in the future, we call it the future value (FV) of the investment.

28/08/57

Problem:

Money in the future is worth less today, and so its price reflects a

discount. Because it provides the discount at which we can purchase

money in the future, the amount 1/1+r is called the one-year discount

factor. The risk-free interest rate is also referred to as the discount rate

for a risk-free investment.

Solution:

If the project were delayed,

$3 billion * (1.10) = $3.3 billion in 2005.

To compare this amount to the cost of $3 billion in 2004,

we must convert it using the interest rate of 2%:

$3.3 billion in 2005 / ($1.02 in 2005/$ in 2004) = $3.235 billion in 2004

Therefore, the cost of a delay of one year was

$3.235 billion - $3 billion = $235 million in 2004

That is, delaying the project for one year was equivalent to

giving up $235 million in cash.

make it earthquake-safe was approximately $3 billion in

2004. At the time, engineers estimated that if the

project were delayed to 2005, the cost would rise by

10%. If the interest rate were 2%, what would be the

cost of a delay in terms of dollars in 2004?

Euros or Dollars in the Future

We can convert dollars today

to different goods, currencies,

or points in time by using the

competitive market price,

exchange rate, or interest

rate.

28/08/57

(NPV) Decision Role

Value (NPV) Decision Role

Convert between cash today and cash in the future using the

risk-free interest rate.

Convert costs and benefits to the same point in time and

compare them to make a decision.

Example 1

In exchange for $500 today, you will receive $550 in one year with certainty.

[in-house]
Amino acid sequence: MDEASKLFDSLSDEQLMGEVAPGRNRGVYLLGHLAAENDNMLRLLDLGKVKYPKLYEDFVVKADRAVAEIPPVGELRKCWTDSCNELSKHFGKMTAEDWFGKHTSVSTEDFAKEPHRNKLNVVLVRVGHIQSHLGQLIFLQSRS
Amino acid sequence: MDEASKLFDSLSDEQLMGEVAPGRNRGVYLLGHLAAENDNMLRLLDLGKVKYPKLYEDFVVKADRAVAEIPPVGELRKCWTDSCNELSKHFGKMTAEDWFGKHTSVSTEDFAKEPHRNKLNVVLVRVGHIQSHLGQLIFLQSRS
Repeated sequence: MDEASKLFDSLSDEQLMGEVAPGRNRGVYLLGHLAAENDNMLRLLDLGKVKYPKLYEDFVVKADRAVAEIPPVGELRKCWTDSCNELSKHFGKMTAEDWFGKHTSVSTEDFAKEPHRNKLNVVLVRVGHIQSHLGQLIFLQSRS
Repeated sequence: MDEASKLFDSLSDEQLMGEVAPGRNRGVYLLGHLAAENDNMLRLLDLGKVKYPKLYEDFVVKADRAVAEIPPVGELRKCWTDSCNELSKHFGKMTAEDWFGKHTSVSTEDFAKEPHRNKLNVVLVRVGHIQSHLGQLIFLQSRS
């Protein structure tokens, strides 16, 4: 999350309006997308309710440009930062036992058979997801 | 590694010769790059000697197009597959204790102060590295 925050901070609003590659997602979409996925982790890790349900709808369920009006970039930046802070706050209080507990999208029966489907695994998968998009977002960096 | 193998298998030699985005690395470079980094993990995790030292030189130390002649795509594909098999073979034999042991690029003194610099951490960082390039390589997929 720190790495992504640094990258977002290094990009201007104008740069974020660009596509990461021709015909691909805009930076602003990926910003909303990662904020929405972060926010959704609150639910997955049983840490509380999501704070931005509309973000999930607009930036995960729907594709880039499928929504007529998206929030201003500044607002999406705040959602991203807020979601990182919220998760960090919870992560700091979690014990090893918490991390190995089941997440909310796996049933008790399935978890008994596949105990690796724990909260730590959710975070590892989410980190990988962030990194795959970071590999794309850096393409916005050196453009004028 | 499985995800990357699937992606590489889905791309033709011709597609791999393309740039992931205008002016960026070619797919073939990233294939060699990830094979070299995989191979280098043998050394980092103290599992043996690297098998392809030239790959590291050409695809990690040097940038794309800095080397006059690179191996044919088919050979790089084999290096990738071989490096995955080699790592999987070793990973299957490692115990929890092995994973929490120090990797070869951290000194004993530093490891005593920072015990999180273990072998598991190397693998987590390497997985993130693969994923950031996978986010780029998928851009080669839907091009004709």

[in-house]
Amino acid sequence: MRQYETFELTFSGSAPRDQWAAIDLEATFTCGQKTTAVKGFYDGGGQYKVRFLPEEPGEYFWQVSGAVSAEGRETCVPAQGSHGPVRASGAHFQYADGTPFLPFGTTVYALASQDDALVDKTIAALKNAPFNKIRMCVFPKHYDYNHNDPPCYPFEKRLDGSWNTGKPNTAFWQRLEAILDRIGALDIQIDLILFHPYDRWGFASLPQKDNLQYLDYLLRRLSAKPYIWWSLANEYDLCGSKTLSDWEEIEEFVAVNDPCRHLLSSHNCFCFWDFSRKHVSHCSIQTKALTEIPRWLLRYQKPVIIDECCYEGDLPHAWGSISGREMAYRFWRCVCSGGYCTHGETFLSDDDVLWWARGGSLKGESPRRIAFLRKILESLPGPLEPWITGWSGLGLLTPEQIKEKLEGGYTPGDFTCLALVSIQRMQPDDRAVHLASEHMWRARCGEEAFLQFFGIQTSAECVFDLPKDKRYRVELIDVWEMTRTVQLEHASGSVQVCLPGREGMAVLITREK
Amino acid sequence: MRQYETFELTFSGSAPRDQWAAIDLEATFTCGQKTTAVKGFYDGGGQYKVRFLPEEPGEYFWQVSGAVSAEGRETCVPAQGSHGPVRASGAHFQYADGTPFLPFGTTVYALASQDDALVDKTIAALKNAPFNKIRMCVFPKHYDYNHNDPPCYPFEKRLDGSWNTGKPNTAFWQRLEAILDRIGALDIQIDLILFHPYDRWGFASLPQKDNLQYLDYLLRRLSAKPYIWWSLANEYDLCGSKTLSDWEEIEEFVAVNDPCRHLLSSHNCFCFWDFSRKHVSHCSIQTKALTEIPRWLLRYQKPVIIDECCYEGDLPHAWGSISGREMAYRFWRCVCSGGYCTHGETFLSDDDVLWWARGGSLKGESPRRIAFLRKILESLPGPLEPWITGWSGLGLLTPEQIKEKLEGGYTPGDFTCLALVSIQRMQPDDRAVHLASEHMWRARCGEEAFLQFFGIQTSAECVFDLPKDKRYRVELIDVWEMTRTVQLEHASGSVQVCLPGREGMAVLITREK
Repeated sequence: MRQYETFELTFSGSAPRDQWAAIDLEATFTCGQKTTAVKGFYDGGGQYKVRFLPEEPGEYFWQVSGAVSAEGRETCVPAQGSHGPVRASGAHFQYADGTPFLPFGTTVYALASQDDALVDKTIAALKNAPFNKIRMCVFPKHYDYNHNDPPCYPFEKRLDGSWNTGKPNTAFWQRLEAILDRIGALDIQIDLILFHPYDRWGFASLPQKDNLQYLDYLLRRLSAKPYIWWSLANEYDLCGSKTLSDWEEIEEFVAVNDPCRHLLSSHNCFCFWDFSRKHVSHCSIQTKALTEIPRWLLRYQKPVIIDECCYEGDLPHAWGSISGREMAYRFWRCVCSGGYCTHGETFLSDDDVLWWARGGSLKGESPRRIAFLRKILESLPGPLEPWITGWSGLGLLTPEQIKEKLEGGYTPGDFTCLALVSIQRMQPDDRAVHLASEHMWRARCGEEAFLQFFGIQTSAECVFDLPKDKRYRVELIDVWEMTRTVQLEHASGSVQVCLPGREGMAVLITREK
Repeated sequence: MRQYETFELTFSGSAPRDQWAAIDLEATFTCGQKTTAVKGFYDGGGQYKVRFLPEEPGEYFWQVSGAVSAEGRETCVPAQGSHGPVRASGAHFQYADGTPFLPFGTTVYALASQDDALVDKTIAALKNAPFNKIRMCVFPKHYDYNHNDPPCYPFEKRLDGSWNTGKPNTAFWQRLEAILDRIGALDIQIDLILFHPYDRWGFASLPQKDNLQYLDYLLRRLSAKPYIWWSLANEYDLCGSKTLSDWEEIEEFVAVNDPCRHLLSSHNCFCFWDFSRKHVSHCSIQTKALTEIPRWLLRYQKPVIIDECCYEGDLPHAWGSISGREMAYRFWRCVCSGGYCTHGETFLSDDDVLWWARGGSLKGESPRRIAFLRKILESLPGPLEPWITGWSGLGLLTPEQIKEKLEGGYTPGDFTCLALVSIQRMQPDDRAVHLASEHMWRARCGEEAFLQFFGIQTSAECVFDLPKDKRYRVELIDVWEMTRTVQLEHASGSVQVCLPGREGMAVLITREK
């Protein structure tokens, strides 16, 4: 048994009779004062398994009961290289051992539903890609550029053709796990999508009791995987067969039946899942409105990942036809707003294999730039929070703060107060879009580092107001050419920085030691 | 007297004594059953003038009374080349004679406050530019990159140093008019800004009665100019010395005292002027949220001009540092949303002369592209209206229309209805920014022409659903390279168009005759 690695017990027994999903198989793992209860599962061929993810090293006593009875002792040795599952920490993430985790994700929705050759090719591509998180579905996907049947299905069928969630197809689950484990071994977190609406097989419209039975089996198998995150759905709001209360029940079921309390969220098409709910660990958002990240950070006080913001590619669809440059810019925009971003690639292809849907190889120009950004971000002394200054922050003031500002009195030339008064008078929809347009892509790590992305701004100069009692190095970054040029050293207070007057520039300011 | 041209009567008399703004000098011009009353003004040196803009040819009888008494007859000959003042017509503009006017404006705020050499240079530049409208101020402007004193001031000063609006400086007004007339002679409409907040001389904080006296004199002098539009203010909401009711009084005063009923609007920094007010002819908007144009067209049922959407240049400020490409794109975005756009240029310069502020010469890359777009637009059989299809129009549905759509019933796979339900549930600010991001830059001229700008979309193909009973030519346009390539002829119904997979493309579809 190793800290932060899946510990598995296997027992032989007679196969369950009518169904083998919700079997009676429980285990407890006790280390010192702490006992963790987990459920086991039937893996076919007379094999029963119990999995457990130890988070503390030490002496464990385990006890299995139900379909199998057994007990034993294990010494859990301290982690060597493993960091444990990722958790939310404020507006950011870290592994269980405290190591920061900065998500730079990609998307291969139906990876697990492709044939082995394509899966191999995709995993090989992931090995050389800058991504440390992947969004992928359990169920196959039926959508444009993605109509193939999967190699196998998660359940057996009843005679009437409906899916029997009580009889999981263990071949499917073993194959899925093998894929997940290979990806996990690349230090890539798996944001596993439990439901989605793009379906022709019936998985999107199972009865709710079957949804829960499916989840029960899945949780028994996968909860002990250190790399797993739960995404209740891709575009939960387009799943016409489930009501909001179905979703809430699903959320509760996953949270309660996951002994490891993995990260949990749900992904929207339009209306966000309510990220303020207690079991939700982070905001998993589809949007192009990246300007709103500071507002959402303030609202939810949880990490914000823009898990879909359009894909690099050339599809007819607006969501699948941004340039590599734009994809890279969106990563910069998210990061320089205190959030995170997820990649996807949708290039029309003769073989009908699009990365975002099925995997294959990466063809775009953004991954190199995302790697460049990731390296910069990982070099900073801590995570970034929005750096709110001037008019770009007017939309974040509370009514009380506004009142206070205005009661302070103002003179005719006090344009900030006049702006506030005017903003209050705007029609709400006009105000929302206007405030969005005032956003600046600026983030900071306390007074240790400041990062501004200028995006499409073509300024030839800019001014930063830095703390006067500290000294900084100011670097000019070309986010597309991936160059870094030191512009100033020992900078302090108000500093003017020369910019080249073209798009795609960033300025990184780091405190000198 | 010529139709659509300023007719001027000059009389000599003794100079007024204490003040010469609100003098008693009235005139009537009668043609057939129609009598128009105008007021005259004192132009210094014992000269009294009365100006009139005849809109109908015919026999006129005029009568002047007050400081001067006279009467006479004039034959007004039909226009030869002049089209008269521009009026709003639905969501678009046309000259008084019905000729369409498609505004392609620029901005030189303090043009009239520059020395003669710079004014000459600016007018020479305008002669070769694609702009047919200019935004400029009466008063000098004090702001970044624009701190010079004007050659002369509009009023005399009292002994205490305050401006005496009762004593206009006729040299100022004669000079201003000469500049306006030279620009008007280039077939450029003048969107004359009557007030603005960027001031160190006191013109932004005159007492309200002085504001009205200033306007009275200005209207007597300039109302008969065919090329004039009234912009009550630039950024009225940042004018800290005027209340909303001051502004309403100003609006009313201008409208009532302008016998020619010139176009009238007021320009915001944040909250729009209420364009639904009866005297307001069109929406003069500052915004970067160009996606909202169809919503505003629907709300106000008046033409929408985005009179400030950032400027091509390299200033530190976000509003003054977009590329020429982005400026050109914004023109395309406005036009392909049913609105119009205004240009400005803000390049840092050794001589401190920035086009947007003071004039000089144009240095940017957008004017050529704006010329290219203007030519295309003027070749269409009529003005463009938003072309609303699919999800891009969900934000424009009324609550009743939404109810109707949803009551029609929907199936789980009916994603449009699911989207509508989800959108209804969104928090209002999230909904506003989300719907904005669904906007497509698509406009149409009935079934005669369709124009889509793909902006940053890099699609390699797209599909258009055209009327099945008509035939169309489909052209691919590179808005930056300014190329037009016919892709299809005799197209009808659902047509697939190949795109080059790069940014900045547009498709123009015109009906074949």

the present value of its cost

NPV = PV(All project cash flows)

= PV(Benefits) PV(Costs)

PV (Benefit) = ($550 in one year) / (1.08 $ in one year/$ today)

= $509.26 today

This PV is the amount we would need to put in the bank today to generate $550 in

one year ($509.26 * 1.08 = $550).

The costs and benefits are in present value terms, we can compute the

investments

NPV:

NPV = $509.26 - $500 = $9.26 today

28/08/57

Example 1 (Con)

If your firm doesnt have the $500, it could borrow $509.26 from the bank

at the 8% interest rate and then take the project.

the highest NPV.

Today

today.

This transaction leaves you with exactly $9.26 extra cash today and no

future net obligation. So taking the project is like having an extra $9.26 in

cash up front.

equivalent to receiving their NPV in cash today.

Reject those projects with negative NPV; accepting them would

reduce the wealth of investors, whereas not doing them has no cost

(NPV = 0).

Example 2

Example 2 (Con)

Suppose you started a Web site hosting business and then decided to return to school. Now that

you are back in school, you are considering selling the business within the next year. An investor

has offered to buy the business for $200,000 whenever you are ready. If the interest rate is 10%,

which of the following three alternatives is the best choice?

1. Sell the business now.

2. Scale back the business and continue running it while you are in school for one more year,

and then sell the business (requiring you to spend $30,000 on expenses now, but generating

$50,000 in profit at the end of the year).

3. Hire someone to manage the business while you are in school for one more year, and

then sell the business (requiring you to spend $50,000 on expenses now, but generating

$100,000 in profit at the end of the year).

28/08/57

Example 2 (Con)

Need $60,000 to pay for school

Arbitrage

One Price

markets to take advantage of a price difference.